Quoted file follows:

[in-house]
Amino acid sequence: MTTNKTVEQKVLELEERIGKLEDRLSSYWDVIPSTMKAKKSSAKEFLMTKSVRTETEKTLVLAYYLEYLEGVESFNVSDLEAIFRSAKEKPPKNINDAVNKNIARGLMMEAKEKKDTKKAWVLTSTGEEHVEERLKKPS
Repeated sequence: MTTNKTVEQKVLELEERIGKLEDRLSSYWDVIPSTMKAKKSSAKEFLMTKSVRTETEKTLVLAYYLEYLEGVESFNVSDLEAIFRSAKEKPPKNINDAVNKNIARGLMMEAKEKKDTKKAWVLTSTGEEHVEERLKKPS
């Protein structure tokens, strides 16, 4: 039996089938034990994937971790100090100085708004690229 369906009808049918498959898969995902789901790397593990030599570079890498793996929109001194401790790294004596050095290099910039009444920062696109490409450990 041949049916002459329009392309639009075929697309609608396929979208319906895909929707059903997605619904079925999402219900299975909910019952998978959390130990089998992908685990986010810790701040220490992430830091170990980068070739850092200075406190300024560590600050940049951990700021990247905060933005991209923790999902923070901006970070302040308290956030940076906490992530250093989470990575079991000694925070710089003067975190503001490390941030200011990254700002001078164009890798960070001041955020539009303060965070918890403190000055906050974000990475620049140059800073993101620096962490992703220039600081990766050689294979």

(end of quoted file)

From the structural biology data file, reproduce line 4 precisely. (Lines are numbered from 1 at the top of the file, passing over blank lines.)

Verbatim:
């Protein structure tokens, strides 16, 4: 039996089938034990994937971790100090100085708004690229 369906009808049918498959898969995902789901790397593990030599570079890498793996929109001194401790790294004596050095290099910039009444920062696109490409450990 041949049916002459329009392309639009075929697309609608396929979208319906895909929707059903997605619904079925999402219900299975909910019952998978959390130990089998992908685990986010810790701040220490992430830091170990980068070739850092200075406190300024560590600050940049951990700021990247905060933005991209923790999902923070901006970070302040308290956030940076906490992530250093989470990575079991000694925070710089003067975190503001490390941030200011990254700002001078164009890798960070001041955020539009303060965070918890403190000055906050974000990475620049140059800073993101620096962490992703220039600081990766050689294979």